Becoming mum: exploring the emergence and Formulation of a mother’s identity during the transition into motherhood

Reveley, Samantha (2019) Becoming mum: exploring the emergence and Formulation of a mother’s identity during the transition into motherhood. In: Childbearing and the Changing Nature of Parenthood:The Contexts, Actors, and Experiences of Having Children. Contemporary Perspectives in Family Research, 14 . Emerald Publishing, Bingley, pp. 23-51. ISBN 9781838670672

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Abstract

Abstract
Purpose – The transition into motherhood is a major life course event for most women, and is one that can be fraught with difficulties due to the uncertainty and instability which accompanies it. Previous research has explored what factors interplay within this transition with identity changes being considered a key attribute. By using assemblage theory, this study aims to undertake an innovative approach to conceptualising identity. Assemblage theory permitted an exploration of how an identity comes to be assembled and embodied through a mother’s relationality with the social world around her as opposed to merely exploring identity as a static entity of a fixed, organic whole as has predominantly been done previously. Assemblage theory is premised upon understanding processes of becoming as opposed to states of being and as such takes a machinic approach to understanding wholes. Rather than being organic totalities, they are conceptualised as being transient and fluid entities comprising an amalgamation of inter- changeable components which collectively stabilise to make up the whole. At times of change, an individual’s ties to an identity undergo deterritorialisation, or weaken, as their sense of self and identity readjusts before then experiencing reterritorialisation once they (re)established their ties to a new identity or role. By conceptualising the mothers as assemblages in this manner, it became possible to understand how the women reconstructed their selves and identities through the situated practices and experiences in their everyday lives as they established ties to their new role as a mother.

Methodology/approach – Results are presented from biographical narrative interviews with 10 mothers each at different stages in motherhood. The inter- views focussed on inducing uninterrupted narratives detailing the lived experiences of these women as they transitioned into and across motherhood. These interviews highlighted key stages in the transition into motherhood where a woman’s identity and sense of self would become destabilised and reformulated as a result of changes in her everyday lived experiences and routines.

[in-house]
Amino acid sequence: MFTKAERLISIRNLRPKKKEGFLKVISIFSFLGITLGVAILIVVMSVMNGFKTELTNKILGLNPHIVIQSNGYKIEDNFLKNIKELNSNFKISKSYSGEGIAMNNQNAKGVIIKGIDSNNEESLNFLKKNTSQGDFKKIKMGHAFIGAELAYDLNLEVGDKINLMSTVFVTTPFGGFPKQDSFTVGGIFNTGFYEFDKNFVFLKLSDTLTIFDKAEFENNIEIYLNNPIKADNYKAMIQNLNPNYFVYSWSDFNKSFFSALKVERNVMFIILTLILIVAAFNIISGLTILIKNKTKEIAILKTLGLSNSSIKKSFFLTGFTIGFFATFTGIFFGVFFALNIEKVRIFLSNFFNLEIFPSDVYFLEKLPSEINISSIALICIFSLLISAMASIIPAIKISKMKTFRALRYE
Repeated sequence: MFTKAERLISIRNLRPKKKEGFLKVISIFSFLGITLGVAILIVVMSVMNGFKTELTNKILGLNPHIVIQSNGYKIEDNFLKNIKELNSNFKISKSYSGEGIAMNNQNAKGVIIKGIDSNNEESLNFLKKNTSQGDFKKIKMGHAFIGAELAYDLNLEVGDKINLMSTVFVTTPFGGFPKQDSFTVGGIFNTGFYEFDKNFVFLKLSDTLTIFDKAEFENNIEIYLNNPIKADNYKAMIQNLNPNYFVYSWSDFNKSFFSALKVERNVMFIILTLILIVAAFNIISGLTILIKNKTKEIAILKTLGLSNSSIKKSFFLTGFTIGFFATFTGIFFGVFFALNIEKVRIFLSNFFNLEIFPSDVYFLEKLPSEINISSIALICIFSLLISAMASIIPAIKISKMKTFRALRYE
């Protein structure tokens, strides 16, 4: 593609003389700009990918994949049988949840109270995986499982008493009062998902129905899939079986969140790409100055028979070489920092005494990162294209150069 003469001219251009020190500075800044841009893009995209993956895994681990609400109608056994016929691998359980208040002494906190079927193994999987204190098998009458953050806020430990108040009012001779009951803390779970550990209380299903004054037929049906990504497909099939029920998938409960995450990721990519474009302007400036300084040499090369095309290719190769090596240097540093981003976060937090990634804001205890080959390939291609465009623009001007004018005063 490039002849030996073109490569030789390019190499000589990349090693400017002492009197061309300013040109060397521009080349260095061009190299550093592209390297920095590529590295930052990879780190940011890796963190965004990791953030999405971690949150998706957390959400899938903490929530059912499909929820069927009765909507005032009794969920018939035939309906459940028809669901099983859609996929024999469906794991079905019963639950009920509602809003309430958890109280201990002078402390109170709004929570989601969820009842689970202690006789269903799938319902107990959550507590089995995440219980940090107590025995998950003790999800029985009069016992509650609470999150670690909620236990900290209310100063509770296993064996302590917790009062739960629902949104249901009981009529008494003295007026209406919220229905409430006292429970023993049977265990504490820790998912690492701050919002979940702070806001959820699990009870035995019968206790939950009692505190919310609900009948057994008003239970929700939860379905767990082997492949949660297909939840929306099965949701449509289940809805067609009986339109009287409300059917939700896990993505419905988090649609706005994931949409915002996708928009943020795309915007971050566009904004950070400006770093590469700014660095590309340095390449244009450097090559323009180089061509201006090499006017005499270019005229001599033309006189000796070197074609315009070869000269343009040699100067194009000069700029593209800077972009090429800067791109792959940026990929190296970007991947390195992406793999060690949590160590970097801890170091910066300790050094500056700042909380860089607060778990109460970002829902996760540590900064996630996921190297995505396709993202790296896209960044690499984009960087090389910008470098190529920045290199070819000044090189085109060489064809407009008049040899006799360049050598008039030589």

Findings – Transitioning into motherhood proved to be a multifaceted pro- cess that comprises numerous stages where the new mothers identities would become unstable and deterritorialise as they faced new routines in their everyday life as they became a mother and settled into the role. Four dominant themes emerged during data analysis; emotional turmoil, the reconstruction of relationships, getting comfortable with their baby as well as rediscovering the self. The women largely experienced emotional turmoil as their identities became deterritorialised and reported that the relationships they held with others around them often changed or broke down entirely. It was not until they became comfortable with their baby and their role as a mother that they were able to rediscover their ‘self’ beyond simply being a mother. Once they reached this stage in the transition their identity was able to reterritorialise, becoming more stable as a result.

Originality/Value – This study not only presents an innovative method for conceptualising identity but also demonstrates the value of assemblage theory for conceptualising identity formulation and capturing the fluid and emergent nature of such processes. It demonstrates how assemblage theory can be utilised to further understandings of the multifaceted and ongoing nature of life course transitions. This study sheds light on the potential for assemblage theory to be utilised across a range of sociological topics relating to identity formulation, with such studies having the potential to really broaden the scope of sociological understandings of identity formation and life course transitions.

Keywords: assemblage theory; motherhood; transition; emergence; first- time mother; social roles; deterritorialisation; reterritorialisation; identity

Item Type: Book Section
Subjects: Social Sciences > Sociology
Divisions: Faculty of Education and Society > School of Social Sciences
Depositing User: Samantha Reveley
Date Deposited: 01 Oct 2019 13:53
Last Modified: 27 Feb 2020 15:15
URI: http://sure.sunderland.ac.uk/id/eprint/11164

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